17 November 2005 Edition

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Fógraí bháis - Geordie McGilloway

Derry republicans were saddened to hear of the death of Geordie McGilloway on 24 October.

Patrick Joseph, (Geordie) McGilloway was born into a republican family. During the '50s they were part of a band in the Racecourse area of Derry, whose banner proclaimed, 'Erin's sons shall rise Again'. Though the band has long gone the banner remains and local people still say 'It's on the Banner' when they want to announce a republican event

Geordie had a great knowledge of the countryside around Derry and Inis Eoghan and put this to good use. If people wanted to get to a place in a hurry or without being stopped, Geordie was the man for the job. Such work was dangerous and mostly never acknowledged but was a natural part of his life and the struggle.

Geordie was first arrested at the top of Duncreggan Road in Derry in the '50s and taken to the old Duncreggan Barracks. It would be the first of many arrests in the years that followed

The McGilloway home was one of hospitality for all who went through its doors and many did. Geordie worked hard supporting his family and at the same time supporting the struggle.

They were not easy years either for Geordie or Kathleen. Their little son Noel aged two-and-half years was killed outside their door. Another two sons ended up like so many young people in prison for their republican beliefs, one in the South and the other in the North.

It was time of great hardship but Geordie threw himself wholeheartedly into the H-Block/Armagh prison struggle. Geordie set up the first Saoirse Committee around the H-Block and Armagh prison issues. He collected outside the churches, marched, gave out leaflets and took part in many protests around the issue of political status.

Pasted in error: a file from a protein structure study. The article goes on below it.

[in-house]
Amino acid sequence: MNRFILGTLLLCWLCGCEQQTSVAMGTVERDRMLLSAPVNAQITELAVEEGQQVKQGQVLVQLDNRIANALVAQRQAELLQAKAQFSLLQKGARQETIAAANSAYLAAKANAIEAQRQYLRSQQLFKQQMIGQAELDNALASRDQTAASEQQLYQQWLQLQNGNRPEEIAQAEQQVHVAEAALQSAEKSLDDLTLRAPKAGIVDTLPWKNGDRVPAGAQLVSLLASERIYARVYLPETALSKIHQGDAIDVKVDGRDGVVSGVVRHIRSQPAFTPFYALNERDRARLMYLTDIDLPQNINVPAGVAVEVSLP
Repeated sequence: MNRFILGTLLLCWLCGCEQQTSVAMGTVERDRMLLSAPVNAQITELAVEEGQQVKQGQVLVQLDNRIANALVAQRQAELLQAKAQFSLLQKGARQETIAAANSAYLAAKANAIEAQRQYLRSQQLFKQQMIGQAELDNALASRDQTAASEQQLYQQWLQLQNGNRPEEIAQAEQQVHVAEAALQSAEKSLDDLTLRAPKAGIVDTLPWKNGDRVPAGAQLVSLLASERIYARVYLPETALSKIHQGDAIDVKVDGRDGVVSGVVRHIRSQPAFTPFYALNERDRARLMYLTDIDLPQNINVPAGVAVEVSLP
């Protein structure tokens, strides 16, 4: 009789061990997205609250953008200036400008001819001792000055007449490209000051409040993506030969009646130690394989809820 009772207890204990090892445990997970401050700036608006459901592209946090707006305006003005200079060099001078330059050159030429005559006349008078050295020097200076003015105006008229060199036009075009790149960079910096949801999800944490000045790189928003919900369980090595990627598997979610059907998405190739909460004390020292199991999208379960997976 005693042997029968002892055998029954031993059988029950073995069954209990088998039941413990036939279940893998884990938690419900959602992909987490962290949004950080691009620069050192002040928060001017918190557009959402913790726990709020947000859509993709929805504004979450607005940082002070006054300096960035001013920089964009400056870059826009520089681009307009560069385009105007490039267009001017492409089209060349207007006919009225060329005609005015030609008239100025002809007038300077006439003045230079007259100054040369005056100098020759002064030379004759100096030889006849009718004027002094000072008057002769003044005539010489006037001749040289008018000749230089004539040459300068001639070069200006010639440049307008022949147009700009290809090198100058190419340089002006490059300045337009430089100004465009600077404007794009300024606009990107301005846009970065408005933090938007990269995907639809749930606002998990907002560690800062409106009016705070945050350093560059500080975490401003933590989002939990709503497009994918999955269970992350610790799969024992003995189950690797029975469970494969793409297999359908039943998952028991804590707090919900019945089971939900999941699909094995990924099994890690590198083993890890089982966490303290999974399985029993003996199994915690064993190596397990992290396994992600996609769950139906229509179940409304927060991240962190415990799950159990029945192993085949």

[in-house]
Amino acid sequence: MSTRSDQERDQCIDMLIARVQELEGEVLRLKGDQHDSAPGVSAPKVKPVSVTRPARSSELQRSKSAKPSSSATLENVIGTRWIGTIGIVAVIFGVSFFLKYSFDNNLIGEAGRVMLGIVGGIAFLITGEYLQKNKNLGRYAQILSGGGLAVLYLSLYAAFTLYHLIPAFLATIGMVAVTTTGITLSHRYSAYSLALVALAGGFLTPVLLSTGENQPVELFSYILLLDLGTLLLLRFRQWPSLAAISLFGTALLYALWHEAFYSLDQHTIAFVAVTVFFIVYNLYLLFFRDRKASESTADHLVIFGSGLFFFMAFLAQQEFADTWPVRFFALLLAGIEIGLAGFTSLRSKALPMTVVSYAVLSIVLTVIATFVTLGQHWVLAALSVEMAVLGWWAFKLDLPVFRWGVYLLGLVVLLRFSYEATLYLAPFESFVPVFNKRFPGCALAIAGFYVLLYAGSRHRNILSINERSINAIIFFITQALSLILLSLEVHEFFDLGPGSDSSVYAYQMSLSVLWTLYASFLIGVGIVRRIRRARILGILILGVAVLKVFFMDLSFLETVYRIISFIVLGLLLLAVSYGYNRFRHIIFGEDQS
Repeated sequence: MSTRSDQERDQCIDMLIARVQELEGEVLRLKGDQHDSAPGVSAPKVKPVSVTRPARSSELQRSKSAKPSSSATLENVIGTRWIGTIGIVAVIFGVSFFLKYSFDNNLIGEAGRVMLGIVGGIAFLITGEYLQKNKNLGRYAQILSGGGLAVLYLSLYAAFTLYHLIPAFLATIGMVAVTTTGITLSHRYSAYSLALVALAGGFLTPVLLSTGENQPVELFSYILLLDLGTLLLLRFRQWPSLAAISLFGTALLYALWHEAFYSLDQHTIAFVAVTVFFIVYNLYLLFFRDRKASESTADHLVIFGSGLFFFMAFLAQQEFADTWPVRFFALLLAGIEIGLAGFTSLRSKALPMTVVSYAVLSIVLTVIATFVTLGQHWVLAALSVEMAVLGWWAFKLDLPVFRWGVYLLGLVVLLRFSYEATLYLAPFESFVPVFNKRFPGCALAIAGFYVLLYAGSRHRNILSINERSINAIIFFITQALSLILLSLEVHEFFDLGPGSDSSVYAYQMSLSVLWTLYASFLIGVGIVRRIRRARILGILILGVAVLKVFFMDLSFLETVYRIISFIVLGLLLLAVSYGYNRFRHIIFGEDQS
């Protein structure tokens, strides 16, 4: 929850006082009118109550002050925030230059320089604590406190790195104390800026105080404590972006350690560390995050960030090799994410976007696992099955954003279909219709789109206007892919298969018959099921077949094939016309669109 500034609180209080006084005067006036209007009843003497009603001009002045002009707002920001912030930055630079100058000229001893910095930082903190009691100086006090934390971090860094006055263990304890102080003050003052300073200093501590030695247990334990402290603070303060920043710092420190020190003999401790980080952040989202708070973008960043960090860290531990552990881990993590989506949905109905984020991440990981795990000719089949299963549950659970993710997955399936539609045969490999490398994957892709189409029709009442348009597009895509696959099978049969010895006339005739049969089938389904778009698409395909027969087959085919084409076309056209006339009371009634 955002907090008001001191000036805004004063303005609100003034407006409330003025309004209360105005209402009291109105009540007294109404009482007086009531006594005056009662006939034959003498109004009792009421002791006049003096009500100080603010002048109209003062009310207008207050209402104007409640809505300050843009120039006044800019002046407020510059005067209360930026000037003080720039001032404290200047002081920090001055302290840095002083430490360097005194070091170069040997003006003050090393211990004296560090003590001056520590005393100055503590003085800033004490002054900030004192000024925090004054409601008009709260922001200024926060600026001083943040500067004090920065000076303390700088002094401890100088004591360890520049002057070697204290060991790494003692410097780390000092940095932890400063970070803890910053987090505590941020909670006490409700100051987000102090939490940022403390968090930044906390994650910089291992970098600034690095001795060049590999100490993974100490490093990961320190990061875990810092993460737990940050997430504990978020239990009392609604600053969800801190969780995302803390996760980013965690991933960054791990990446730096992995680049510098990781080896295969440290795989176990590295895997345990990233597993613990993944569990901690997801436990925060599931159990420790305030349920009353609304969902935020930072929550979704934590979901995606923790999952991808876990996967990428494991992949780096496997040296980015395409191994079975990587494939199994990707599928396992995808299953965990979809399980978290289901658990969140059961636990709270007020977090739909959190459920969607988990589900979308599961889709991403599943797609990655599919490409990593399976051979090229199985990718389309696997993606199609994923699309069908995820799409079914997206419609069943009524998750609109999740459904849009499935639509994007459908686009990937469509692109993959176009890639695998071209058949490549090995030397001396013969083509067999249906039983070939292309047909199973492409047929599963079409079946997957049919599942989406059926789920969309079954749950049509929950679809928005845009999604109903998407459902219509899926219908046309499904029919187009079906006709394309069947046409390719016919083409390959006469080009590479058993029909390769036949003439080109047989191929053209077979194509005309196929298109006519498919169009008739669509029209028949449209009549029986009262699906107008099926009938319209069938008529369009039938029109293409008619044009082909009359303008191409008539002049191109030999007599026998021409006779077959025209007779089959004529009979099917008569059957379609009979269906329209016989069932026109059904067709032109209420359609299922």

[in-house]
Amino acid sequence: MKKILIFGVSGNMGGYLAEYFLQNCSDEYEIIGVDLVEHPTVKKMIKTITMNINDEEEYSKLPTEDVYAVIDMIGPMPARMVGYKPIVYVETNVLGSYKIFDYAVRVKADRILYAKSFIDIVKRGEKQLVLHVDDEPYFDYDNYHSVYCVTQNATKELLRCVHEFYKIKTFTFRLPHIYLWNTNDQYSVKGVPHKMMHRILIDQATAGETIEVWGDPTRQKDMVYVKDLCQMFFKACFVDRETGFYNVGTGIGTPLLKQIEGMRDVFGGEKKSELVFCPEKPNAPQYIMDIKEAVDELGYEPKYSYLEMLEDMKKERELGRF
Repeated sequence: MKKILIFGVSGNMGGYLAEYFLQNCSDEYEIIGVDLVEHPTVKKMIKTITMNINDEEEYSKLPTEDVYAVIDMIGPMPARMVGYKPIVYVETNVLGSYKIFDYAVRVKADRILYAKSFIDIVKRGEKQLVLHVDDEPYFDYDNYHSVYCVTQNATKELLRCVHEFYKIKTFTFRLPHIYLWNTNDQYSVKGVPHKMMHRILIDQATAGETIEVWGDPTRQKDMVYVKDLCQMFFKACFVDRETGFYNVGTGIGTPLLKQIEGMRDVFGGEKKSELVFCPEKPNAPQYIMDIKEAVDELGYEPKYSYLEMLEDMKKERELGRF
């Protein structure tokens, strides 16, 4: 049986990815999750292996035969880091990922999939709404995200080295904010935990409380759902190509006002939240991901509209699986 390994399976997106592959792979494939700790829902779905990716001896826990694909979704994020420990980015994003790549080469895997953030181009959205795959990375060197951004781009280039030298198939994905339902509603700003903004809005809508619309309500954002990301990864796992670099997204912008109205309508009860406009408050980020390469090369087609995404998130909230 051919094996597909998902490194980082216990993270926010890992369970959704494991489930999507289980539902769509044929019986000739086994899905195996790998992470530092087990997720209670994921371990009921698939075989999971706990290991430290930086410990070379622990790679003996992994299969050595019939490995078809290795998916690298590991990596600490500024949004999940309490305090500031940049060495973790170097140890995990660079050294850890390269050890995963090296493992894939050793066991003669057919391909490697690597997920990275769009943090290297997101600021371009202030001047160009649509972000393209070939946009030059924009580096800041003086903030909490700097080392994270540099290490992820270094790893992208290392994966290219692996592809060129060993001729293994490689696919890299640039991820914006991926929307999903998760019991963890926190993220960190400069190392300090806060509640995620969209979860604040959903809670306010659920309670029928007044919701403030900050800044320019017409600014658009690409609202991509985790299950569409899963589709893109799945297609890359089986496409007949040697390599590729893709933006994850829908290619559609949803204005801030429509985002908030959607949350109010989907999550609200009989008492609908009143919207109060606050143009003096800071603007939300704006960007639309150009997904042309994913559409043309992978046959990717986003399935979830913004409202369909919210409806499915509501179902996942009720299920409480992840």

He was a dedicated member of Sinn Féin and the Pól Kinsella Cumann. Whether it was electioneering, selling tickets, running people to meetings or to Stormont, he took it all in his stride from the mundane to the dangerous.

His dedication is reflected in the magnificent H-Block Monument, which he worked on day and night. Now visited by people from every corner of the globe, the monument is as much a tribute to Geordie as it is to the men who died on Hunger Strike.

One of the last projects Geordie worked on was the monument dedicated to the fallen Volunteers of Creggan. Although literally dying on his feet Geordie was there on the night it was unveiled.

Geordie McGilloway was laid to rest at Derry's City Cemetery on 26 October. His Tricolour-draped coffin was flanked by an Honour Guard from the Pól Kinsella Cumann. Mary Nelis delivered the oration and on behalf of the Republican Movement and extended sympathy to Geordie's wife Kathleen, his children Mary, Patrick, Robert, Niall and Raymond, his Mother and brothers and sisters.

An Phoblacht
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